Bluegill and Crappie are two of the most highly desired freshwater fish. If you ever went on a fishing trip as a kid, you probably caught one of these small fish. In this article we are going to tell you about the differences between the two and some of the features of each species from a fishing point of view.
Biological Classification of Sunfish
Crappie and bluegill are both variants of the sunfish species. This biological species, known as Centrarchidae, includes bass, bream, perch, walleye, and other sunfish genuses. True sunfish in this family include redear sunfish, longear sunfish, pumpkin or spotted sunfish, and green sunfish. The mola mola, commonly called the ocean sunfish, is a different species and not related to the Centrarchidae family.
Bluegill vs Crappie: Distribution
Bluegill and Crappie can both be found in the 48 contiguous United States, plus some parts of Canada and northern Mexico. They live in freshwater locations with an abundance of cover and food for them to eat. Florida, Texas, Mississippi, and Alabama are known for their abundant population of bluegills and crappies. Some believe it is because these states do not experience the temperature difference some other states do. Because they prefer the same habitat, the two fish can live side by side in the same water body, along with other species of panfish. Two record bluegill were caught in Texas and Alabama. Each was a much larger fish than the typical bluegill.
Crappie vs Bluegill: Shape
Bluegill are generally rounder than crappie and appear to have thick bulging sides. Crappie tend to be more football shaped with a longer, leaner silhouette. Both fish have similar tail shape and pectoral fins. The dorsal fin on the crappie is more angular with shorter spines in front and longer spines to the rear before rounding into a circular shape. Bluegill have short, spiky dorsal fins that are almost exactly the same height from front to back.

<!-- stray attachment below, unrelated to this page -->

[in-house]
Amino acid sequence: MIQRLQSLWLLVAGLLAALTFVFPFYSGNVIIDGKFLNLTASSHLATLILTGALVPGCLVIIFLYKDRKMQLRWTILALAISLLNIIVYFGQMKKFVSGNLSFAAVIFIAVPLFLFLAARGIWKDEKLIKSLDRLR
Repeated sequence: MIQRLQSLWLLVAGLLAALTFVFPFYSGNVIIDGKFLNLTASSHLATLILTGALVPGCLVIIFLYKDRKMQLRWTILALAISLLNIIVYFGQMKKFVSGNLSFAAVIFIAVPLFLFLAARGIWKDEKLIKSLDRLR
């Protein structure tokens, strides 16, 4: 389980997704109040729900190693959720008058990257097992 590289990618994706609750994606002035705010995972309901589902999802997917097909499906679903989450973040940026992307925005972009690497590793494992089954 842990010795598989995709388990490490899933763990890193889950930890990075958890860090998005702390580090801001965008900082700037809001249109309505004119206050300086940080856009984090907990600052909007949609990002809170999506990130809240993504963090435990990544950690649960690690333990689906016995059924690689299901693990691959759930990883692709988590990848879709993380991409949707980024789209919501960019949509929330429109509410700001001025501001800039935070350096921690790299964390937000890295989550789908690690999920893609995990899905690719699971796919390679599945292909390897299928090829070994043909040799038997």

Coloration and markings of crappie and bluegill
When we think of bluegill, we generally think of the traditional redbreast sunfish with the dark spot on its gill. The male bluegill will have brighter colors and may have an orange or yellow breast and a green body with dark spots. The female is more of a greenish blue with vertical bands of color.
Crappie are a grayish green color and may have slight color variations depending on the type of fish. Black crappie have dark rows of spots covering their mostly gray body. White crappie are almost silver with vertical bars of broken gray lines. For this reason, white crappie were also called white perch for a long time.